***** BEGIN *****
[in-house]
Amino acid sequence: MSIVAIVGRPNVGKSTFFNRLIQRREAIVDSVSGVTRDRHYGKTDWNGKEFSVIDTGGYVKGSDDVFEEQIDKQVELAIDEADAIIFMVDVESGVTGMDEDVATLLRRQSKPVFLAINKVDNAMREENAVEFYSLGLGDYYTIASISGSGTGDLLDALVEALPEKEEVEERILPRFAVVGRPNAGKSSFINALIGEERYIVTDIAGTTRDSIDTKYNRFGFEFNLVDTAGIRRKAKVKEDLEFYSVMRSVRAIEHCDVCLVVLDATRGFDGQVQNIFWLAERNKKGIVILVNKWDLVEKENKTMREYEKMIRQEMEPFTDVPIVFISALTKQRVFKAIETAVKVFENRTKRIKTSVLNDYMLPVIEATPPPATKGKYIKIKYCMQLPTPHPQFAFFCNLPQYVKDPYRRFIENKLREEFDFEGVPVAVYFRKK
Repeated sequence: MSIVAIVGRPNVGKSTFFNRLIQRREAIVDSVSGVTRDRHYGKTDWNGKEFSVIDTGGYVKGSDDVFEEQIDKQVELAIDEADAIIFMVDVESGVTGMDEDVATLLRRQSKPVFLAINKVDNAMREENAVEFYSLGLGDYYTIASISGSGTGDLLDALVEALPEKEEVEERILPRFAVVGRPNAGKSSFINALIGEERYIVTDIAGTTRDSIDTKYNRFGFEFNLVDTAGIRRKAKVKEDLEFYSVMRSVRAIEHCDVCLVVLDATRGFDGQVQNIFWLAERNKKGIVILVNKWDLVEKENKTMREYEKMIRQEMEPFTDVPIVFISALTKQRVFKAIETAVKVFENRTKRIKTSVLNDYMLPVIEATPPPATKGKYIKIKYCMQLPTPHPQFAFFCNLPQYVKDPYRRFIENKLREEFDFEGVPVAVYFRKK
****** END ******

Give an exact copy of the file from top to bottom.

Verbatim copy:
[in-house]
Amino acid sequence: MSIVAIVGRPNVGKSTFFNRLIQRREAIVDSVSGVTRDRHYGKTDWNGKEFSVIDTGGYVKGSDDVFEEQIDKQVELAIDEADAIIFMVDVESGVTGMDEDVATLLRRQSKPVFLAINKVDNAMREENAVEFYSLGLGDYYTIASISGSGTGDLLDALVEALPEKEEVEERILPRFAVVGRPNAGKSSFINALIGEERYIVTDIAGTTRDSIDTKYNRFGFEFNLVDTAGIRRKAKVKEDLEFYSVMRSVRAIEHCDVCLVVLDATRGFDGQVQNIFWLAERNKKGIVILVNKWDLVEKENKTMREYEKMIRQEMEPFTDVPIVFISALTKQRVFKAIETAVKVFENRTKRIKTSVLNDYMLPVIEATPPPATKGKYIKIKYCMQLPTPHPQFAFFCNLPQYVKDPYRRFIENKLREEFDFEGVPVAVYFRKK
Repeated sequence: MSIVAIVGRPNVGKSTFFNRLIQRREAIVDSVSGVTRDRHYGKTDWNGKEFSVIDTGGYVKGSDDVFEEQIDKQVELAIDEADAIIFMVDVESGVTGMDEDVATLLRRQSKPVFLAINKVDNAMREENAVEFYSLGLGDYYTIASISGSGTGDLLDALVEALPEKEEVEERILPRFAVVGRPNAGKSSFINALIGEERYIVTDIAGTTRDSIDTKYNRFGFEFNLVDTAGIRRKAKVKEDLEFYSVMRSVRAIEHCDVCLVVLDATRGFDGQVQNIFWLAERNKKGIVILVNKWDLVEKENKTMREYEKMIRQEMEPFTDVPIVFISALTKQRVFKAIETAVKVFENRTKRIKTSVLNDYMLPVIEATPPPATKGKYIKIKYCMQLPTPHPQFAFFCNLPQYVKDPYRRFIENKLREEFDFEGVPVAVYFRKK